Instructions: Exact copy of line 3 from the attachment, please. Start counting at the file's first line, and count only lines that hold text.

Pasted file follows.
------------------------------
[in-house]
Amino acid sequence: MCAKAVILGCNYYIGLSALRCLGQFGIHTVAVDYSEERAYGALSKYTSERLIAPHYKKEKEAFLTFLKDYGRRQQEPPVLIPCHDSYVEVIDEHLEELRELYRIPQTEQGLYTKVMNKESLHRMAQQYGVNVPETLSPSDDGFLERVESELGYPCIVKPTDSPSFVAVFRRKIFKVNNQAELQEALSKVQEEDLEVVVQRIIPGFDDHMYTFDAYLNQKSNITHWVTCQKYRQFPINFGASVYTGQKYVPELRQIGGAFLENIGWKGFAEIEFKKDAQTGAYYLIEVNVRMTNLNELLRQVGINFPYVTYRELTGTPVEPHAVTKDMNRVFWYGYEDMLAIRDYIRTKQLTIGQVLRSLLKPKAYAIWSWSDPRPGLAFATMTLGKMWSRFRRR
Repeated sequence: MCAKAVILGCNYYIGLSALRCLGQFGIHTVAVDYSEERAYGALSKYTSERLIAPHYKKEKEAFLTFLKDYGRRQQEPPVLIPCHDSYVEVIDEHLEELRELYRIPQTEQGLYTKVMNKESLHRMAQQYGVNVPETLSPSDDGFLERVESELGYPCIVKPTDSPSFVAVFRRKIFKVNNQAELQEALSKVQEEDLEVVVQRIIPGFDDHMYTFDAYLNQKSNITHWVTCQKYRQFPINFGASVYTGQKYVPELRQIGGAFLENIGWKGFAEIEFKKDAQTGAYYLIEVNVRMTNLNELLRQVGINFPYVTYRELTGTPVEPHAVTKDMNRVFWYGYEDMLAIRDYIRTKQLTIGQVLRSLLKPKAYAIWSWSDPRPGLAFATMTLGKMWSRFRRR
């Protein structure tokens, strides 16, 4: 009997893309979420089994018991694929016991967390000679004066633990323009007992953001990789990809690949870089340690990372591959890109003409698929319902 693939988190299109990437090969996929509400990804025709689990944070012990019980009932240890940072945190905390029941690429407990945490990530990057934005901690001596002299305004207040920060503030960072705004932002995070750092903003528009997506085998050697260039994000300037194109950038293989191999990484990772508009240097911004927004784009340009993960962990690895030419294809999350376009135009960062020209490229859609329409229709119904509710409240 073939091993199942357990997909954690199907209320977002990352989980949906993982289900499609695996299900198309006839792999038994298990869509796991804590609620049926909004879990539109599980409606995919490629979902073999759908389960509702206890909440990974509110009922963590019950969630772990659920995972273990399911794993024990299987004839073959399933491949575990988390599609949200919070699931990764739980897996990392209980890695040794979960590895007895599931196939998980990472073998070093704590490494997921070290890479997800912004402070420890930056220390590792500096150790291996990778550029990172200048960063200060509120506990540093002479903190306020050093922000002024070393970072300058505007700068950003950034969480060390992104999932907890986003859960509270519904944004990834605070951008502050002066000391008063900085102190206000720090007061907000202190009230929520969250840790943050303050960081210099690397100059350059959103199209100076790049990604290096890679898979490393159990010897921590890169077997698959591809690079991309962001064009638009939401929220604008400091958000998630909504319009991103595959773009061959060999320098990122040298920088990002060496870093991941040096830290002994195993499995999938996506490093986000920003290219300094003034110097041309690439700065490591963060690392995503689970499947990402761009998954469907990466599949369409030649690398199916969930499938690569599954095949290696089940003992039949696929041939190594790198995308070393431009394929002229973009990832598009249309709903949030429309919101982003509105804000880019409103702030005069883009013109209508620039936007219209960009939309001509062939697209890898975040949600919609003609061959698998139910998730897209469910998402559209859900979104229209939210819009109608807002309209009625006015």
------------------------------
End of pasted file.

Repeated sequence: MCAKAVILGCNYYIGLSALRCLGQFGIHTVAVDYSEERAYGALSKYTSERLIAPHYKKEKEAFLTFLKDYGRRQQEPPVLIPCHDSYVEVIDEHLEELRELYRIPQTEQGLYTKVMNKESLHRMAQQYGVNVPETLSPSDDGFLERVESELGYPCIVKPTDSPSFVAVFRRKIFKVNNQAELQEALSKVQEEDLEVVVQRIIPGFDDHMYTFDAYLNQKSNITHWVTCQKYRQFPINFGASVYTGQKYVPELRQIGGAFLENIGWKGFAEIEFKKDAQTGAYYLIEVNVRMTNLNELLRQVGINFPYVTYRELTGTPVEPHAVTKDMNRVFWYGYEDMLAIRDYIRTKQLTIGQVLRSLLKPKAYAIWSWSDPRPGLAFATMTLGKMWSRFRRR